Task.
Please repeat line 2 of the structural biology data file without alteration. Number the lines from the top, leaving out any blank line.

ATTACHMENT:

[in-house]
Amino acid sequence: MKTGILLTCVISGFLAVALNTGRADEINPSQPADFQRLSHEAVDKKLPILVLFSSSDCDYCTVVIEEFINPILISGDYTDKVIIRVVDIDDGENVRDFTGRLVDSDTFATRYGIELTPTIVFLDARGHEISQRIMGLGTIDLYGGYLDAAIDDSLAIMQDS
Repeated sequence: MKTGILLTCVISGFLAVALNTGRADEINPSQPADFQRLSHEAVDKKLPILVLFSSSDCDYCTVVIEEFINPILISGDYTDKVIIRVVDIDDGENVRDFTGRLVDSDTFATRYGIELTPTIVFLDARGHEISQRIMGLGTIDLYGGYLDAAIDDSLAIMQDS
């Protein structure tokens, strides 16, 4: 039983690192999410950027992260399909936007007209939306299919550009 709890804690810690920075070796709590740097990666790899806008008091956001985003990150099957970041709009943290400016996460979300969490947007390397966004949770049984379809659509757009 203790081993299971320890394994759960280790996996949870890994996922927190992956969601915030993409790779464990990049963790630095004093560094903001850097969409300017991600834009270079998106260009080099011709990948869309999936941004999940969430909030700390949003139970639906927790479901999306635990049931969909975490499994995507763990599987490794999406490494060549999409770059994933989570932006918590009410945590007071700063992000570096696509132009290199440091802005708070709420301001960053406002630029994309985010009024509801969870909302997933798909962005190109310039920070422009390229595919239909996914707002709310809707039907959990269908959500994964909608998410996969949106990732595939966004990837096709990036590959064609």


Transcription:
Amino acid sequence: MKTGILLTCVISGFLAVALNTGRADEINPSQPADFQRLSHEAVDKKLPILVLFSSSDCDYCTVVIEEFINPILISGDYTDKVIIRVVDIDDGENVRDFTGRLVDSDTFATRYGIELTPTIVFLDARGHEISQRIMGLGTIDLYGGYLDAAIDDSLAIMQDS